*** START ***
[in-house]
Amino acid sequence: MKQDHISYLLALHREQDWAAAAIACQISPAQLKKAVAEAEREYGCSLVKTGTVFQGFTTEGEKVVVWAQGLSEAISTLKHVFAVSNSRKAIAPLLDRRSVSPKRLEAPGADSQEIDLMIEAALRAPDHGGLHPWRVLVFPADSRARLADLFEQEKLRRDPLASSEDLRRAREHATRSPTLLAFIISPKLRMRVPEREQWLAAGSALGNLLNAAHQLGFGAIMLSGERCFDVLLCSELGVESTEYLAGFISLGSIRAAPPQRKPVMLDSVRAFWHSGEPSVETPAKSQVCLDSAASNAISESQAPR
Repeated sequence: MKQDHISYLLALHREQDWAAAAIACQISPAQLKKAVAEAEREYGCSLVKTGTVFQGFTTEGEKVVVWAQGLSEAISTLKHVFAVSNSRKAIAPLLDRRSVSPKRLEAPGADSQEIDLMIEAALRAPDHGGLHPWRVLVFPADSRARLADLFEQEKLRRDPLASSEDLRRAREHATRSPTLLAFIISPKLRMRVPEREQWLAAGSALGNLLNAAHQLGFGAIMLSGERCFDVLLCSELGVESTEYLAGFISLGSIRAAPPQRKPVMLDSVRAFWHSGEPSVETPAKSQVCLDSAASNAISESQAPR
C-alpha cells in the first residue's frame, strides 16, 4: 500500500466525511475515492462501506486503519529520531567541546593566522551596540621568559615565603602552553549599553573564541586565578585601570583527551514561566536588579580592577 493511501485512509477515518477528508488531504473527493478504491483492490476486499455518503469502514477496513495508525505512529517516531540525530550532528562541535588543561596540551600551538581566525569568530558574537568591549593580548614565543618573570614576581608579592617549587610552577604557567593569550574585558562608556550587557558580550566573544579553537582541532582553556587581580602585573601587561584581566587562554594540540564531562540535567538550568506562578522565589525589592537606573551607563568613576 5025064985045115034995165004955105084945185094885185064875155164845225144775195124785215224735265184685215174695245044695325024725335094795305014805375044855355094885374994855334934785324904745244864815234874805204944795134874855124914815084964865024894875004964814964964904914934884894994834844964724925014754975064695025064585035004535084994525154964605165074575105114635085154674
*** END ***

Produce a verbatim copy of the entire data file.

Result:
[in-house]
Amino acid sequence: MKQDHISYLLALHREQDWAAAAIACQISPAQLKKAVAEAEREYGCSLVKTGTVFQGFTTEGEKVVVWAQGLSEAISTLKHVFAVSNSRKAIAPLLDRRSVSPKRLEAPGADSQEIDLMIEAALRAPDHGGLHPWRVLVFPADSRARLADLFEQEKLRRDPLASSEDLRRAREHATRSPTLLAFIISPKLRMRVPEREQWLAAGSALGNLLNAAHQLGFGAIMLSGERCFDVLLCSELGVESTEYLAGFISLGSIRAAPPQRKPVMLDSVRAFWHSGEPSVETPAKSQVCLDSAASNAISESQAPR
Repeated sequence: MKQDHISYLLALHREQDWAAAAIACQISPAQLKKAVAEAEREYGCSLVKTGTVFQGFTTEGEKVVVWAQGLSEAISTLKHVFAVSNSRKAIAPLLDRRSVSPKRLEAPGADSQEIDLMIEAALRAPDHGGLHPWRVLVFPADSRARLADLFEQEKLRRDPLASSEDLRRAREHATRSPTLLAFIISPKLRMRVPEREQWLAAGSALGNLLNAAHQLGFGAIMLSGERCFDVLLCSELGVESTEYLAGFISLGSIRAAPPQRKPVMLDSVRAFWHSGEPSVETPAKSQVCLDSAASNAISESQAPR
C-alpha cells in the first residue's frame, strides 16, 4: 500500500466525511475515492462501506486503519529520531567541546593566522551596540621568559615565603602552553549599553573564541586565578585601570583527551514561566536588579580592577 493511501485512509477515518477528508488531504473527493478504491483492490476486499455518503469502514477496513495508525505512529517516531540525530550532528562541535588543561596540551600551538581566525569568530558574537568591549593580548614565543618573570614576581608579592617549587610552577604557567593569550574585558562608556550587557558580550566573544579553537582541532582553556587581580602585573601587561584581566587562554594540540564531562540535567538550568506562578522565589525589592537606573551607563568613576 5025064985045115034995165004955105084945185094885185064875155164845225144775195124785215224735265184685215174695245044695325024725335094795305014805375044855355094885374994855334934785324904745244864815234874805204944795134874855124914815084964865024894875004964814964964904914934884894994834844964724925014754975064695025064585035004535084994525154964605165074575105114635085154674